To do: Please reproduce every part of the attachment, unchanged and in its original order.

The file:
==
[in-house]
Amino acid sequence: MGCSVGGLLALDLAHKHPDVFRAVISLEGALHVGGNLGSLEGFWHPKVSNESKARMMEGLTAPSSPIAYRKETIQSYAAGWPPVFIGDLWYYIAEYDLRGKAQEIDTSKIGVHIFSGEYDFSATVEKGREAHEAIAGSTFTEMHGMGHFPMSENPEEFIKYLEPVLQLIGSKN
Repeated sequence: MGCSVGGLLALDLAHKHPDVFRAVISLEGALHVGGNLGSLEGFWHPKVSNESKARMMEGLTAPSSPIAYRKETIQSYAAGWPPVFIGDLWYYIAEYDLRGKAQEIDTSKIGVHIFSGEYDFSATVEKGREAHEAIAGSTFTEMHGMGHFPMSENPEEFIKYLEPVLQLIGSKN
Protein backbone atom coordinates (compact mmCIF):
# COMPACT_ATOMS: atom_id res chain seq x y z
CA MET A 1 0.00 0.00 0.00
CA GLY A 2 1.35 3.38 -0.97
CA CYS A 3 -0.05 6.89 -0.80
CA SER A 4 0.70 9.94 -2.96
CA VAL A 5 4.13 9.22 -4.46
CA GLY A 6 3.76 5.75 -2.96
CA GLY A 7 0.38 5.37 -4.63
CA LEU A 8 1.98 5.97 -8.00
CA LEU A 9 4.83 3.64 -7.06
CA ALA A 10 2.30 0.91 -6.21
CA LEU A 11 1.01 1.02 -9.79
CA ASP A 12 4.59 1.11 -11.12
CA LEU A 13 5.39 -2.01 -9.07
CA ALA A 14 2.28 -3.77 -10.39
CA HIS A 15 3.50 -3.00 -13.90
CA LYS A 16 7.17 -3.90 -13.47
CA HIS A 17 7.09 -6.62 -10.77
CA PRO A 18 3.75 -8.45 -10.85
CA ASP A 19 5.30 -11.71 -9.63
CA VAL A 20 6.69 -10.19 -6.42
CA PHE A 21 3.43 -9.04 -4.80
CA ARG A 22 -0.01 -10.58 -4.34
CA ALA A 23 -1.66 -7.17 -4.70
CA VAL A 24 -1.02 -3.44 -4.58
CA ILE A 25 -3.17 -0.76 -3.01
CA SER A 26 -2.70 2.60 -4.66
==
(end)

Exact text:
[in-house]
Amino acid sequence: MGCSVGGLLALDLAHKHPDVFRAVISLEGALHVGGNLGSLEGFWHPKVSNESKARMMEGLTAPSSPIAYRKETIQSYAAGWPPVFIGDLWYYIAEYDLRGKAQEIDTSKIGVHIFSGEYDFSATVEKGREAHEAIAGSTFTEMHGMGHFPMSENPEEFIKYLEPVLQLIGSKN
Repeated sequence: MGCSVGGLLALDLAHKHPDVFRAVISLEGALHVGGNLGSLEGFWHPKVSNESKARMMEGLTAPSSPIAYRKETIQSYAAGWPPVFIGDLWYYIAEYDLRGKAQEIDTSKIGVHIFSGEYDFSATVEKGREAHEAIAGSTFTEMHGMGHFPMSENPEEFIKYLEPVLQLIGSKN
Protein backbone atom coordinates (compact mmCIF):
# COMPACT_ATOMS: atom_id res chain seq x y z
CA MET A 1 0.00 0.00 0.00
CA GLY A 2 1.35 3.38 -0.97
CA CYS A 3 -0.05 6.89 -0.80
CA SER A 4 0.70 9.94 -2.96
CA VAL A 5 4.13 9.22 -4.46
CA GLY A 6 3.76 5.75 -2.96
CA GLY A 7 0.38 5.37 -4.63
CA LEU A 8 1.98 5.97 -8.00
CA LEU A 9 4.83 3.64 -7.06
CA ALA A 10 2.30 0.91 -6.21
CA LEU A 11 1.01 1.02 -9.79
CA ASP A 12 4.59 1.11 -11.12
CA LEU A 13 5.39 -2.01 -9.07
CA ALA A 14 2.28 -3.77 -10.39
CA HIS A 15 3.50 -3.00 -13.90
CA LYS A 16 7.17 -3.90 -13.47
CA HIS A 17 7.09 -6.62 -10.77
CA PRO A 18 3.75 -8.45 -10.85
CA ASP A 19 5.30 -11.71 -9.63
CA VAL A 20 6.69 -10.19 -6.42
CA PHE A 21 3.43 -9.04 -4.80
CA ARG A 22 -0.01 -10.58 -4.34
CA ALA A 23 -1.66 -7.17 -4.70
CA VAL A 24 -1.02 -3.44 -4.58
CA ILE A 25 -3.17 -0.76 -3.01
CA SER A 26 -2.70 2.60 -4.66